Isle of Wight Observer March 7, 1868
The Stone Throwing Nuisance
RYDE PETTY SESSIONS
TUESDAY – Before R G Duff, esq. (chairman), T T Fowke, esq., and – Harvey, esq.
Glynn Perkis, Thos Hookey, and Frederick Douglas were summoned for throwing stones in Melville-street. PC Smith said that on the 24th of February, about half-past 10 in the morning, he was on duty in Cross-street, when he saw the three defendants throwing stones in Melville-street. He saw each of them throw and went toward them, when Perkis and Hookey ran away. Douglas, on being questioned, said he did not know the names of the other boys. He had a stone in his hand at that time. They were throwing at a German band. – Douglas said he had no stone when the policeman came up, and both the other defendants denied having thrown stones, but said they were catching potatoes with each other. – The Bench cautioned the defendants on the danger of such proceedings, and inflicted a fine of 6d each, and costs, or seven days’ imprisonment. Perkis paid. Hookey was allowed a week, and Douglas, who laughed considerably at the decision, was ordered to be locked up unless the money was forthcoming.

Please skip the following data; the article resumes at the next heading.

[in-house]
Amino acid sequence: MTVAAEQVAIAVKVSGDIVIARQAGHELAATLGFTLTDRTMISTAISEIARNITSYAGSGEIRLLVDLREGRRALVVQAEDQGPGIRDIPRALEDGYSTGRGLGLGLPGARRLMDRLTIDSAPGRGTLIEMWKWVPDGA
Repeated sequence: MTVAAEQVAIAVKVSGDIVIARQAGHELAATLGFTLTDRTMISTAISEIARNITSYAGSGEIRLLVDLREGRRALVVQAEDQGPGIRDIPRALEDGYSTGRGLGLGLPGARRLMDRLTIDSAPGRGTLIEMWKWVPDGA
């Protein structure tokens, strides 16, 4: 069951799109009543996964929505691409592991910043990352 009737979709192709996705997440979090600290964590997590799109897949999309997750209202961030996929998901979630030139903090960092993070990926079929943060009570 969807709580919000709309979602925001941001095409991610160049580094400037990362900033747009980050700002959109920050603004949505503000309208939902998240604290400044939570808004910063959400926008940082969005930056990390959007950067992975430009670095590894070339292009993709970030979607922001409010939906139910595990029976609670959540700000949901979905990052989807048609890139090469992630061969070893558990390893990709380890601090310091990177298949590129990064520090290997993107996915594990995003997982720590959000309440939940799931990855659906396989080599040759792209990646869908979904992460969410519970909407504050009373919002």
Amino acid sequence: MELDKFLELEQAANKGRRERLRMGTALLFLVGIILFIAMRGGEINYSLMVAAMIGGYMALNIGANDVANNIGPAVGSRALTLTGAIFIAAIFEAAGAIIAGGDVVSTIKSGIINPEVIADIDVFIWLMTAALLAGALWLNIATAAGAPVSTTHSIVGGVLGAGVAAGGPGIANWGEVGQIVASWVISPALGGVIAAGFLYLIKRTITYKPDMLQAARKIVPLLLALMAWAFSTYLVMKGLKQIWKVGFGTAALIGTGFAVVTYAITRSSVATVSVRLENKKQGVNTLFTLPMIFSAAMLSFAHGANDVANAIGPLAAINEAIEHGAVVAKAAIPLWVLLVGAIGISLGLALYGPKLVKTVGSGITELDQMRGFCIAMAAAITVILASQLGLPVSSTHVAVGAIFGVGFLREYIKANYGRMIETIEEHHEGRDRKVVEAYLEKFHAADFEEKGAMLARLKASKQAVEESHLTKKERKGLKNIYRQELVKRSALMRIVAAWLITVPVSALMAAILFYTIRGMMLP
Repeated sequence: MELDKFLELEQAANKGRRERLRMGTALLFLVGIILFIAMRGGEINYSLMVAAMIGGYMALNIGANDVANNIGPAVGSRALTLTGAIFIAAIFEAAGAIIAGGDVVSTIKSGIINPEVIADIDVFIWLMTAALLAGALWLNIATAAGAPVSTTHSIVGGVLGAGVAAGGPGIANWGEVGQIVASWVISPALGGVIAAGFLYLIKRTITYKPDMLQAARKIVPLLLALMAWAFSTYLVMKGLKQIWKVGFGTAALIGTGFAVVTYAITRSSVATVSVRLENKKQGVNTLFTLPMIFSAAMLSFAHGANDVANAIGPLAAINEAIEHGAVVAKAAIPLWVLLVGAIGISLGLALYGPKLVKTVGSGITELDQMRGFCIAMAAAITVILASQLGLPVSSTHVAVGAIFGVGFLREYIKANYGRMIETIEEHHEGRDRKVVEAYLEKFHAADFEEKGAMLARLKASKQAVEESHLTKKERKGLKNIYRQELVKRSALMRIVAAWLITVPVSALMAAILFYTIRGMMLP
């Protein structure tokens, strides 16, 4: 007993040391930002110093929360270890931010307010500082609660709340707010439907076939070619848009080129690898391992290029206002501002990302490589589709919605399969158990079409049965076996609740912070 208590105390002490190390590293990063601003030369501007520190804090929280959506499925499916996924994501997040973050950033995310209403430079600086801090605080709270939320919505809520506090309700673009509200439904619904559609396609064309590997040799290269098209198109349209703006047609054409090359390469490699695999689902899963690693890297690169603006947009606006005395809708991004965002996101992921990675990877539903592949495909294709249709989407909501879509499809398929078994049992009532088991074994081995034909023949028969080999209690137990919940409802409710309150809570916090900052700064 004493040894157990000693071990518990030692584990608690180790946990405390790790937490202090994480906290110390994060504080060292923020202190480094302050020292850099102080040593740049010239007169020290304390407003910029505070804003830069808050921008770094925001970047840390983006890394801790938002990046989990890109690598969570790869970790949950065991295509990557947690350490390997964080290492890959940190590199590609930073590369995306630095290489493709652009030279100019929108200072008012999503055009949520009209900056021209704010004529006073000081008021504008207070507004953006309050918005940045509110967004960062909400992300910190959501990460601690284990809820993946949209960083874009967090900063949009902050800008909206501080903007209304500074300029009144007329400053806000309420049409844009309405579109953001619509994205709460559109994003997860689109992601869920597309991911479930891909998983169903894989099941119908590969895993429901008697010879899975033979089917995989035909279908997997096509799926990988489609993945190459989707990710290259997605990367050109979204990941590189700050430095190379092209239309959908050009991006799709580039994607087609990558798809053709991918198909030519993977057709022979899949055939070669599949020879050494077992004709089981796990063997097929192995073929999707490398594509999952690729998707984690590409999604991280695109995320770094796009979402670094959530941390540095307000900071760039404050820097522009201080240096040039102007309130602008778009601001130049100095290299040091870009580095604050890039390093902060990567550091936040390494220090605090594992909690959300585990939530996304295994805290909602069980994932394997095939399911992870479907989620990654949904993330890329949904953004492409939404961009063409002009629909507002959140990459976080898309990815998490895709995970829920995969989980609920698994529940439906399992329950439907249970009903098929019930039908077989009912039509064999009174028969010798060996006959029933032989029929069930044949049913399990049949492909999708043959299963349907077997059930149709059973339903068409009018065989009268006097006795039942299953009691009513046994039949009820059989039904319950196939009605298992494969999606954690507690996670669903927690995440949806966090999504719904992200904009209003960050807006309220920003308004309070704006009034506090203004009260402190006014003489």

These boys were all around 11 or 12 at this time. From the census records, Glynn Perkis followed his father’s profession and became a baker and confectioner, in Ryde, and subsequently an electrical fitter in Portsmouth, Thomas Hookey a painter in Lymington and Frederick Douglas a photographer in Southampton.